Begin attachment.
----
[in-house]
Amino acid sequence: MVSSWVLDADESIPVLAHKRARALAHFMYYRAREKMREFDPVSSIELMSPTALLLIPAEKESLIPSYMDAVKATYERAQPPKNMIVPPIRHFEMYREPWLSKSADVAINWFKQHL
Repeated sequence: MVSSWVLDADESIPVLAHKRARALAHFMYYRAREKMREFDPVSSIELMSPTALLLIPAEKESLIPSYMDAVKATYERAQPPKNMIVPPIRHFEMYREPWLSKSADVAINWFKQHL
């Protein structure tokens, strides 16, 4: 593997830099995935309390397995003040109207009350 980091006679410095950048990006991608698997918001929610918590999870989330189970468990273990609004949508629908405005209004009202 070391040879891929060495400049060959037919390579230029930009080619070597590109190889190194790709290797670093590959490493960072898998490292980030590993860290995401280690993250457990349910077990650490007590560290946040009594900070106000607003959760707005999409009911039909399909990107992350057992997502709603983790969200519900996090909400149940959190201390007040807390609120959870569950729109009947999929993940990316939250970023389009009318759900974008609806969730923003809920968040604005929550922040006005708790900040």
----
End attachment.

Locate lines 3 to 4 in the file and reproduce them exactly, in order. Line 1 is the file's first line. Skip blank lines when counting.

Repeated sequence: MVSSWVLDADESIPVLAHKRARALAHFMYYRAREKMREFDPVSSIELMSPTALLLIPAEKESLIPSYMDAVKATYERAQPPKNMIVPPIRHFEMYREPWLSKSADVAINWFKQHL
């Protein structure tokens, strides 16, 4: 593997830099995935309390397995003040109207009350 980091006679410095950048990006991608698997918001929610918590999870989330189970468990273990609004949508629908405005209004009202 070391040879891929060495400049060959037919390579230029930009080619070597590109190889190194790709290797670093590959490493960072898998490292980030590993860290995401280690993250457990349910077990650490007590560290946040009594900070106000607003959760707005999409009911039909399909990107992350057992997502709603983790969200519900996090909400149940959190201390007040807390609120959870569950729109009947999929993940990316939250970023389009009318759900974008609806969730923003809920968040604005929550922040006005708790900040």